Lethbridge Herald, The (Newspaper) - September 23, 1971, Lethbridge, Alberta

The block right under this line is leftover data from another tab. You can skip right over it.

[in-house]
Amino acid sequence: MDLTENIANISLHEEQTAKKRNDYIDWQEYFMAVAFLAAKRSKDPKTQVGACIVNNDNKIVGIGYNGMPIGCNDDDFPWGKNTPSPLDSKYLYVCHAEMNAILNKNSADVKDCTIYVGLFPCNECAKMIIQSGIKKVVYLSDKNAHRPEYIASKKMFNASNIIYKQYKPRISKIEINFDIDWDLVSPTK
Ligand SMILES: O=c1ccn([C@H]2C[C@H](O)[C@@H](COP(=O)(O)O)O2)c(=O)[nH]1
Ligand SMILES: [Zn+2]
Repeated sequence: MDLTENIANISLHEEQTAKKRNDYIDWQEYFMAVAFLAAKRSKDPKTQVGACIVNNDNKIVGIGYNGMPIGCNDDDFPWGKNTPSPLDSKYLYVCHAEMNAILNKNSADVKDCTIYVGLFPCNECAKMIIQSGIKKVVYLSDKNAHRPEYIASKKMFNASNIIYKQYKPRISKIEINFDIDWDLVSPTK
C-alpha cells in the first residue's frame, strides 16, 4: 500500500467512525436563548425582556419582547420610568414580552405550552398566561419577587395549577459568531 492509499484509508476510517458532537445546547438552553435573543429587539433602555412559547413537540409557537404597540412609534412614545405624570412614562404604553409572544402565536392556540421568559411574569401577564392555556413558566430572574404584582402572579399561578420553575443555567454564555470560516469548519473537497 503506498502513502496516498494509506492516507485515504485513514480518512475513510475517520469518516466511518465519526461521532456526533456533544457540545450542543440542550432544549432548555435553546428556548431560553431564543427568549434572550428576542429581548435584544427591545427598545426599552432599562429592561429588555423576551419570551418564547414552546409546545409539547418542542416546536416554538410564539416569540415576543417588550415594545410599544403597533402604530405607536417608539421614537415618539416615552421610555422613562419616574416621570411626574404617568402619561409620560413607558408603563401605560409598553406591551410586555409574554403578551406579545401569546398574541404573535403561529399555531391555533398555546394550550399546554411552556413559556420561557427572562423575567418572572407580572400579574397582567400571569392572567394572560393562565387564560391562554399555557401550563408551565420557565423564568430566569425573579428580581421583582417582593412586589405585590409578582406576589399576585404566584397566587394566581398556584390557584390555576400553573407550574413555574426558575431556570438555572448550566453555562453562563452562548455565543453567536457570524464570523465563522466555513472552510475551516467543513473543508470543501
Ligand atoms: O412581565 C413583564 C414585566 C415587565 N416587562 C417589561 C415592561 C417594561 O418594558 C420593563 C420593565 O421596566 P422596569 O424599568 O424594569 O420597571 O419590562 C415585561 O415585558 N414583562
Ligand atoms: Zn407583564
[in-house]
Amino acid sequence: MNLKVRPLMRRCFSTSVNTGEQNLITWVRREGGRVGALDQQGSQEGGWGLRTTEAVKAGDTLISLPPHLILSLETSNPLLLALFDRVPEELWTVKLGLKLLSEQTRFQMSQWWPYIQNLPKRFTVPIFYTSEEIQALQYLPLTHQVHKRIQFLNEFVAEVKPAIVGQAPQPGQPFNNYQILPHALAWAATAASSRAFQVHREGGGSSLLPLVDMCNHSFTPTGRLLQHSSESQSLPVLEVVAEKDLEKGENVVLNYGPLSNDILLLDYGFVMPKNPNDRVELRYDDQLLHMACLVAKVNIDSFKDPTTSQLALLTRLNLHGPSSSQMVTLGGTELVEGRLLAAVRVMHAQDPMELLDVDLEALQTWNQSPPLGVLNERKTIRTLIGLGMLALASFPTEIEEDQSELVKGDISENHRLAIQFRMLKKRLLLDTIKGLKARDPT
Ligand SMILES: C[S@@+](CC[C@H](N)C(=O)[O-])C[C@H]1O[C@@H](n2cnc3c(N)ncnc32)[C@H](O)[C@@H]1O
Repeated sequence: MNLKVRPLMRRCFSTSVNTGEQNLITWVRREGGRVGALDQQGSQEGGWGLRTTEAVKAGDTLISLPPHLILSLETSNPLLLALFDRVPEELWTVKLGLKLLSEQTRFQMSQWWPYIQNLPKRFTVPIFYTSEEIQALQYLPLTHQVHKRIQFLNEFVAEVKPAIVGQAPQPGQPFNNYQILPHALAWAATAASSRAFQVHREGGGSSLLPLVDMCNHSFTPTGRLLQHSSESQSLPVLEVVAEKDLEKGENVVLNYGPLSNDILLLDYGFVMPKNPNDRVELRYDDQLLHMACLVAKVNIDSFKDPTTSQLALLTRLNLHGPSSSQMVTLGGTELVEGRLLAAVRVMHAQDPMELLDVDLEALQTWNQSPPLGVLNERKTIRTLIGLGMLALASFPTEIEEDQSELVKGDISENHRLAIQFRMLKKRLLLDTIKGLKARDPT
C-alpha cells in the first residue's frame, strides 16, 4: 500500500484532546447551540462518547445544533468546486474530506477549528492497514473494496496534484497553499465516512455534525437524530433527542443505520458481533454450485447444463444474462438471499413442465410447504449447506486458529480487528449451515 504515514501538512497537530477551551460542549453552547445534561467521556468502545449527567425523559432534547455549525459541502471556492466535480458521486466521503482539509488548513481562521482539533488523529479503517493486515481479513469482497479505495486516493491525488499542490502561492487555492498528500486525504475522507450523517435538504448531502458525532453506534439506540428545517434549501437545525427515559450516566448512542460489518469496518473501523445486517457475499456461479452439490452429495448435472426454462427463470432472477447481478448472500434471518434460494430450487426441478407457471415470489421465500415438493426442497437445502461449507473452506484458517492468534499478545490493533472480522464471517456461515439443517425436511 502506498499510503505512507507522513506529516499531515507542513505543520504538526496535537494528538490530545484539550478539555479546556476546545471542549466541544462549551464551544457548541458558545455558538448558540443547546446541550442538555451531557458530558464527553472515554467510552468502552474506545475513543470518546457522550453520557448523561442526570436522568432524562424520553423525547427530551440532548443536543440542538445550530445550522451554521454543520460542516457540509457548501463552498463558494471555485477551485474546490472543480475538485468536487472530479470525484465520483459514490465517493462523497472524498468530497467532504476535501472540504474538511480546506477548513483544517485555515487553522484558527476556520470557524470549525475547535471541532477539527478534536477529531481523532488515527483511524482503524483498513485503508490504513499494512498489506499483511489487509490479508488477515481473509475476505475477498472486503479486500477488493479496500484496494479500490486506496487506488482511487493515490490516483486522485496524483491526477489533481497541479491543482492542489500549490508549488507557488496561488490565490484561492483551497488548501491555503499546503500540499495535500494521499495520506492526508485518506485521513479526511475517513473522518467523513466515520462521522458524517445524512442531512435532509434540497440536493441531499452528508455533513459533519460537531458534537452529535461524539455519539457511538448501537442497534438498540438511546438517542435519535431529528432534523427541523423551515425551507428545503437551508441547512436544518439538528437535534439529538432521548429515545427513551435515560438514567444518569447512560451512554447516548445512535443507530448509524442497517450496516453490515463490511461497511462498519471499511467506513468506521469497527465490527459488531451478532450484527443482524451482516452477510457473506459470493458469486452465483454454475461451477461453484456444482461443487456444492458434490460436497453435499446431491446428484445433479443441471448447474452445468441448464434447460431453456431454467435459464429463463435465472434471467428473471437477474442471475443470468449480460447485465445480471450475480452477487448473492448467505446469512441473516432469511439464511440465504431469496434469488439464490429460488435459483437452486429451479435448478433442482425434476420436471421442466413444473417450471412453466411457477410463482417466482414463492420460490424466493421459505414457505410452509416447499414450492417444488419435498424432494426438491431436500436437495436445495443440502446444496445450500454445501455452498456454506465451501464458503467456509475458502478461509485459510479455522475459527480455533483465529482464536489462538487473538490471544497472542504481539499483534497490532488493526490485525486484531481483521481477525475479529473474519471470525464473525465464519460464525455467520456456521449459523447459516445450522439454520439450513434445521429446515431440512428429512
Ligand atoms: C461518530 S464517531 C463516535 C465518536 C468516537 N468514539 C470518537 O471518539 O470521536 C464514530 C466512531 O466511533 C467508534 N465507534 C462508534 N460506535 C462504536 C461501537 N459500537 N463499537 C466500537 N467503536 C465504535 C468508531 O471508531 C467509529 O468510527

21 THE IETHBRIDOE HERALD Thurtday, Stpltmber 13, 1971 Church role aired EDMONTON (CP) The Roman Catholic Church can have a valuable role in solving (if. problems of Canada's Indi- ans and leading the way to bet- ter housing for low-income groups, it was agreed at a meet- ing of the Canadian Catholic Conference. The conference, an associa- tion of cardinals, archbishops and bishops, meets twice an- nually and is preparing this week to send a six-man delega- tion to the synod beginning in Home Sept. 29. Indians and housing were two of the major issues discussed at 10 simultaneous workshops, five in English, the others in French. Delegates, working in groups of seven or eight, agreed that Indians could be helped by de- velopment of industries on or near reserves and that church funds might be put to good use as housing loans. Canada's Indians "are con- fused and don't know which way (o said Most Rev. Fergus O'Grady of Prince George. This confusion is compounded Paris deeds mortal blow to shopkeeper's tradition PARIS (AP) The govern- ment dealt a mortal blow here to the French s h o p- keeper's tradition of basing prices on a customer's ap- pearance. It ordered that the prices of all goods henceforth be clearly marked. New president of RC group EDMONTON (CP) Most Rev. E. Power, bishop of Antigonish, N.S., was elected Wednesday president of the Ca- nadian Catholic association o[ Roman Catholic cardinals, archbishops and bish- ops. Bishop Power was elected during the conference's meeting in preparation for the synod in Rome beginning Sept. 29. He succeeds Archbishop J. A. Plourde of Ottawa, who will have completed a two-year term at end of October. Most Rev. Jean-Marie For- tier, archbishop of Sherbrooke, Que., was elected vice-president and Most Rev. F. A. Marrocco, bishop of Peterborough, Ont., was re-elected treasurer. The conference ends Friday. The decree by Finance Min- ister Valery Giscard d'Es- taing met immediate opposi- tion from merchants. The Association of Used Car Dealers protested that the measure would "discour- age customers or incite them to choose low quality auto- mobiles." The Association of Antique Dealers maintained that the ruling would "ruin the aes- thetic appear a n c e ol any piece of period furniture." Under the old system of basing prices on a buyer's appearance, an expensive suit or an American accent could double the cost of an object. Shopkeepers who fail to fol- low the decree, aimed at con- trolling inflation, face fines of up to MEET IN VANCOUVER MONTREAL (CP) The boards of directors of Air Can- ada and the CNR will meet in Vancouver Sept. 28 and 29 as part of a policy to hold meetings across the country to make their presence felt more broad- ly, the companies announced here. TOMMY JOE COFFEY GETS A KICK OUT OF FOOTBALL. Tom- my Joe Coffey Gels as Much Kick Out of Fooffaalf as He Puls In. And in Weekend Magazine this Saturday, Andy O'- Brien explains why. Don'l miss his feature on the kicking and catching star of the Hamilton Tiger Cats. IN YOUR IETHBRIDGE HERALD WEEKEND MAGAZINE by "communistic groups" and other organizations who lead In- dians and Metis astray because these groups are against churches of any kind, he said. CITES ATTITUDE Most Rev. F. A. Marrocco of Peterborough, Ont., said Otta- wa's attitude has a bearing on the fact that although the church wants to keep close to the Indian people "they tend to want to go on their own." "They're trying to keep the Indians on (he reserves domg said Bishop Marror.co. "How in the name of God can you expect He admitted the church has a responsibility. On housing, Most Rev. G. E. Carter of London, Ont. said a major obstacle to overcome is a "lack of proper organization on the part of government." Bishop Carter said the church could work wiUi all levels of government to find the most practicable solution to the de- mand for housing by low-income families. Most Rev. Paul J. O'Byrne of Calgary said the church should be intimate with the housing in- dustry before it becomes in- volved. "If housing is going to be our major concern we are going to have to get into it and learn every facet." RUMORS HARMFUL During consideration of the church's policy of financial se- crecy, Rev. Patrick Kerans of Ottawa said rumors of untold wealth in the Vatican coffers could be more damaging than the truth. Father Kerans, a Jesuit who is one of the conference's social action directors, was supported by Archbishop Alexander Carter of Sault Ste. Marie who said fis- cal frankness from the Vatican down is necessary "simply be- cause of the exaggerated ac- counls of the church's hold- ings." Not all the bishops were in favor of an open-door financial policy. "Just how open is asked Most Rev. Norman Gal- lagher of Thunder Bay, Ont. "I think it should be as open as possible but, just as govern- ments have expenditures they don't want to disclose, I think we should too." The conference was asked in one of the working papers lo take a stand on self-determina- tion for Quebec but this didn't get past the consideration stage. Gold chief bar to money crisis solution Dy LAURANCE F. STUNTZ An AI' News Analysis NEW YORK (AP) The chief bar to a solution ot the world money crisis is a gold one. There are both real and sym- bolic problems attached to what prices countries should put on a pile of gold about Uie size of two moving vans. The metal is the American gold stock, ?10 billion worth. That's more gold than any other country has. The United States wanls to keep on pretending it's worth an ounce, but the rest of Ihe world puts a S42 value on it. In ether words, they put a lower value on the dollar in re- lation to gold. Aside from the price of gold, a solution to the current money troubles seems simple enough. The U.S. wanls other coun- tries to raise Ihe value of their currencies so it will be easier for the U.S. to sell to them and so their exports to the U.S. will cost more. HAY CHANGE Those countries say they will change their currencies' value Ballet loss increases WINNIPEG (CP) Th Royal Winnipeg Ballet creased its operating deficit b to in the fisca year ended April 30, 1971, de- spite a 71-per-cent increase in box office revenues. A financial statement pre- sented to the company's an nual meeting and awards nigh showed operating expenses in creased lo from largely the result replacing injured dancers dur ing the company's Europear tour, transportation cost in creases and increases in sa aries of dancers. Grants increased to from Ballet administration saic the deficit became automa tically the first charge on cur rent season revenues. Fund raising activities were in creased to help offset costs o new ballets and company de- velopment. Ballet president Peter J Macdonald announced the company will move into new quarters almost double) the ;ize of existing facilities in January. THE BIG SWEEP IS ON! FLEMING MOTORS! We are clearing out our 1971 Tilden daily rentals and dealer demonstratori. They must be sold immediately and al the highest year end discounts. Check the model of your choice and tee a Fleming representative todayl DEALER DEMONSTRATORS 4 Valiant Dusters 10 Plymouth Satellites 2-door hordtopi and 4-door sedans 1 Roadrunner 4 Plymouth Furys 1 Chrysler Newyorker Some models equipped with air- conditioning 2 Chrysler 1 Chrysler Newport Custom 2 Door Hardtop 1 Fargo B100 Tradesman Van 1 Fargo D100 Ton Adventure Special Edition 1 Fargo D200 3A Ton DON'T MISS THESE BUYS Remember -Buy now, prices will never be lower -Buy while we need your trade -Save at Fleming Motors SEE THEM NOW AT FLEMING MOTORS LTD. NEW CAR SHOWROOM: Corner 1st Ave. and 7th St. S. USED CAR DISPLAYS: Corner 3rd Ave. and 10th St. S. if the U.S. will cancel its cxlra 10 per-ccnt tariff on dutiable im- ports. The U.S. already has said it would cancel the tax if the currency revaluations are made. Thus, each side has agreed to one condition set by the other. But the other countries also want the U.S. to increase the value of gold. The U.S. refuses. One reason is that earlier this year the U.S. government rc- peatdely said the gold price would not be changed. Appar- ently it feels it should stick by this declaration. Another reason is pride. To raise the price of gold would be a formal admission that the U.S. dollar is worth less than it was. But there Is also a matter of pride on the other side. S'peok- ers at a recent economic confer- of the European countries said that the U.S. 'should share His burden" of any new money ailment. That meant that since I other countries would have fewer exports to Ihe U.S., the U.S. should be willing to admit the fall in the value of the dol- lar. PUNISH AMIDRICA! American economisls defend- ing the present gold price soy the other side just wanls to pun- ish America for spending more overseas than it earns from exports. However, regardless of whelhcr Ihe U.S. changes ils of- ficial price, gold is already ac- tually worth more than and major producers can get J42 an ounce for all they need to sell. In another way, too, the an-ounce gold price is only folk- lore now. No American has been able to turn in his U.S. paper dollars for gold since 1934. For the Jast two years, no foreign citizen has been able to get gold for dolr Jars, And sinea Aug. 15 not even a foreign government has been able to change dollars for gold at 535, by order of the U.S. president. 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